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What to expect at your first dance class

Updated: Aug 28, 2023

You've signed up your little one for dance class! Now what? If this is your child's first away from home or structured activity, you may not know what to expect or what is "normal" for a child's first day of class.

As teachers, we are also very excited to welcome your little one to our dance program. We look forward to seeing all the beautiful little dancers dressed in their dance clothes and ready to move!

Right from the start, it is completely normal for young dancers to feel timid or shy as they come into the studio for the first time. Some children run right in; others need time to adjust to the new environment. Everything to them is new and separation anxiety is one of the most common concerns on the first day.

You may overcome this by explaining to your child before they arrive that mommy (or daddy or caregiver) will be waiting for them after class and will want to hear all about it and want to see what they have learned.

If you feel your child needs you in the room with them, speak with the owner, director, or teacher before your class to learn the studio's guidelines on parents in the classroom. Most dance classes are designed as teacher/child classes. Many studios’ policy is that all parents need to be in the lobby or parking lot when class is in session. Teachers also may need to keep the door to the studio closed during class, to avoid any wandering dancers. At IDC, we will work with you and your child to achieve success in bringing happy dancers into the classroom without their grownup. This is a gradual process for some young children. Having a conversation about your child's needs is essential. In our experience, most of the time our little dancers come into the room right away and never look back. Sometimes our little dancers aren’t ready for a teacher/child class. As parents and educators, we won’t know until we try. Please remember that it sometimes takes a few weeks for the child to warm up to the idea, even if they LOVE to dance. It is Ok for a child to observe class for a few weeks or participate in only a few of the activities. As they make friends and become comfortable with the grown-ups teaching the class, participation will increase. Don't be surprised if your child re-enacts their dance class at home - even if they observed!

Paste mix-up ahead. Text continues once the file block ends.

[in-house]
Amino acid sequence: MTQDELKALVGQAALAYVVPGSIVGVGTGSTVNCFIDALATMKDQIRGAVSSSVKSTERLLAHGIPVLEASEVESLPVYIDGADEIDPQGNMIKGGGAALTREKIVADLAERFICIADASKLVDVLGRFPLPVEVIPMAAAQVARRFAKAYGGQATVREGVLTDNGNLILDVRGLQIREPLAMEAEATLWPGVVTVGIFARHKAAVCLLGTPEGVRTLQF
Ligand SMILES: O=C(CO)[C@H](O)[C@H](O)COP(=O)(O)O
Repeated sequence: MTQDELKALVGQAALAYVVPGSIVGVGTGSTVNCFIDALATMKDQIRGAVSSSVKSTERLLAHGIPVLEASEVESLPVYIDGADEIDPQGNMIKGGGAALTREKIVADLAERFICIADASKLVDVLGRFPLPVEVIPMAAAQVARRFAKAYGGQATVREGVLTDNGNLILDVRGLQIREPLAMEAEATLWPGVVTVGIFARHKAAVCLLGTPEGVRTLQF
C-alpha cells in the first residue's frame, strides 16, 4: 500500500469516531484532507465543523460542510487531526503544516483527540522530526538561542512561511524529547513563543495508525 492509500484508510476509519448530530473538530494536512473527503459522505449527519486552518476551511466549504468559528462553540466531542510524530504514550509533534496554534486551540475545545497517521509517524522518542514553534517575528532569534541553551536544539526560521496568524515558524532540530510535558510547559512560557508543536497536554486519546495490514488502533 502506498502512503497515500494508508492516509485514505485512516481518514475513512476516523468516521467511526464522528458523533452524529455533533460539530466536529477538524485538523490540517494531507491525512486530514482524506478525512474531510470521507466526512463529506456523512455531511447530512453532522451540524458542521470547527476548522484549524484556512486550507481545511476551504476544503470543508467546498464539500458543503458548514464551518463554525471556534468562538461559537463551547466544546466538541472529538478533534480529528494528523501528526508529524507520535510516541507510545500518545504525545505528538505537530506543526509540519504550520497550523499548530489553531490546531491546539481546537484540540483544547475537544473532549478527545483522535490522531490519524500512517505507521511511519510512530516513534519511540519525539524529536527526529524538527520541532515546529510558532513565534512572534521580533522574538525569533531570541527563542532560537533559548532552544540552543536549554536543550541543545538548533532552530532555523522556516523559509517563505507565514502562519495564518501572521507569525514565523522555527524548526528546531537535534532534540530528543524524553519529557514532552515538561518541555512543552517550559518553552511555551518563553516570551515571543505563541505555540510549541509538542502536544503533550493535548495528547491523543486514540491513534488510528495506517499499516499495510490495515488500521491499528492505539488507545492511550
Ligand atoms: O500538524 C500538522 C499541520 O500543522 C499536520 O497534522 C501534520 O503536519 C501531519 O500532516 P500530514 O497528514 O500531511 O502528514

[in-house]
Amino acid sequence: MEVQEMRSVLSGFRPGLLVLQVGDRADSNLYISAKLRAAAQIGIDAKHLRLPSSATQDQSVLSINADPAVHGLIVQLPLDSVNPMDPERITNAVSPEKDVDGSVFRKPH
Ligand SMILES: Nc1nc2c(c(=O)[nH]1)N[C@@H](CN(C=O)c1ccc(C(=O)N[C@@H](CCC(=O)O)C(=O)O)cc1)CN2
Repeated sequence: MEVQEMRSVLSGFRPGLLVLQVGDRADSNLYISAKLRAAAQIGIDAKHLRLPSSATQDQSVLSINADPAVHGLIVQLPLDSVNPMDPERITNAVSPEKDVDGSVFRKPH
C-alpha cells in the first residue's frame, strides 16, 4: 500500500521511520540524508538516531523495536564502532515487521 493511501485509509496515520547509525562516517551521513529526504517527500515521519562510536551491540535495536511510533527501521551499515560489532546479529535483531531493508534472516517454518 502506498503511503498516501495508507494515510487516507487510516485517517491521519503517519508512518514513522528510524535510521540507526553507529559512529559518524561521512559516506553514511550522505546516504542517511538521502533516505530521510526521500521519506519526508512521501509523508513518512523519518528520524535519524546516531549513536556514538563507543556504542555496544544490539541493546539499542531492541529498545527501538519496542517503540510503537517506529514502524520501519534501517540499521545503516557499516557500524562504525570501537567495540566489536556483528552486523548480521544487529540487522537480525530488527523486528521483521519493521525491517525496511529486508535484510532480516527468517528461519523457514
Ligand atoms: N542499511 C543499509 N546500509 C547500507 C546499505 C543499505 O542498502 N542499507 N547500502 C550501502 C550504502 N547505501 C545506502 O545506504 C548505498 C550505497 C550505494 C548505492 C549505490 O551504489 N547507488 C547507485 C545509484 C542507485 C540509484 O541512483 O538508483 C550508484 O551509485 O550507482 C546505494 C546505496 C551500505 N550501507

How Can I Best Prepare My Dancer for Class

Dress for class

  • Dressing the part helps with participation. When wearing a leotard and tights with ballet shoes or a leotard with bare feet will help children feel part of the class. They may not want to participate because they are not wearing their "princess" dress in class and see the other children in skirted leotards.

Arrive early!

  • ·Arrive 5-10 minutes early, especially if your child hasn't met their teacher or seen the studio yet. If the teacher is in another class, they will greet you as soon as possible. Arriving early helps your child settle into their new environment and maybe peek into a class before their class begins.

Talk about it at home!

  • The more you talk about it the better. Ask your child what they hope to do in class. Explain that there is a teacher who will help them with dancing in class and there may also be times for them to dance however they want! We should also be talking to them about classroom behavior (e.g. listening to their teacher, taking turns with other dancers, etc.). One of the biggest things our young dancers learn isn't even dance-related. We teach our young dancers basic social and classroom skills to help prepare them for preschool and kindergarten.

Come to class on a consistent basis!

  • ·Consistency is key at a young age. The more they can keep their weekly schedule, the better they will do in class.

Be on time for class!

  • After your first visit, continue to arrive a few minutes early. We realize that sometimes things happen that may cause delays in getting to class, however, being on time is HUGE! Having them be there from the time the teacher calls them in, takes roll, and gets class started helps in setting their expectations and behaviors for class. When a dancer is late, they lose those first moments of preparation which can impact their entire class and their behavior.

Final consideration: My dancer wanders off during class, and isn't always paying attention. Is this normal? How should I handle it?

  • This is why we offer structured classes that move from activity to activity. Changing activities throughout classes help to keep our young dancers engaged. However, it is completely normal for them to become distracted, or wander during portions of class.

  • There are many things that can alter how our dancers participate. Lack of sleep, hunger, injury, etc. Everything has an impact. Our teachers will work to ensure our dancers stay as engaged as possible. Parents should refrain from entering the classroom, this is just another distraction, not only to them but also to the entire class.

Relax and leave your dancer to have fun and learn with us knowing that we are totally dedicated to the safety of our students and a quality dance experience! Celebrate your child's reward sticker or stamp. Encourage your dancer to share what they learned. Let them know how proud of them you are! Most of all, enjoy this time while they are still little!

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